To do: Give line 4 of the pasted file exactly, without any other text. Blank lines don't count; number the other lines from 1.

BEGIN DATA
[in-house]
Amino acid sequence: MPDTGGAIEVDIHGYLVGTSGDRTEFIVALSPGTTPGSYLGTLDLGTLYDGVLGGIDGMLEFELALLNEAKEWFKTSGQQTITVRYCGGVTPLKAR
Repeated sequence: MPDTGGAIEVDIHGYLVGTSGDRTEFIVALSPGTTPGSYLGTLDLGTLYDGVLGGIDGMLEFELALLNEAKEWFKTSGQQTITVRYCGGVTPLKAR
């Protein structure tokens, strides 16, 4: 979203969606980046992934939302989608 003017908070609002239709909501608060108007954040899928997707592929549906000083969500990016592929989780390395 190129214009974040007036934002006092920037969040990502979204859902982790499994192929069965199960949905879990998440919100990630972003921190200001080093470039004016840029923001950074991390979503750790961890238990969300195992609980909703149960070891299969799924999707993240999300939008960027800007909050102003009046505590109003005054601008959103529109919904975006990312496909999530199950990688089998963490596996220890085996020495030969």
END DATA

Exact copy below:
């Protein structure tokens, strides 16, 4: 979203969606980046992934939302989608 003017908070609002239709909501608060108007954040899928997707592929549906000083969500990016592929989780390395 190129214009974040007036934002006092920037969040990502979204859902982790499994192929069965199960949905879990998440919100990630972003921190200001080093470039004016840029923001950074991390979503750790961890238990969300195992609980909703149960070891299969799924999707993240999300939008960027800007909050102003009046505590109003005054601008959103529109919904975006990312496909999530199950990688089998963490596996220890085996020495030969």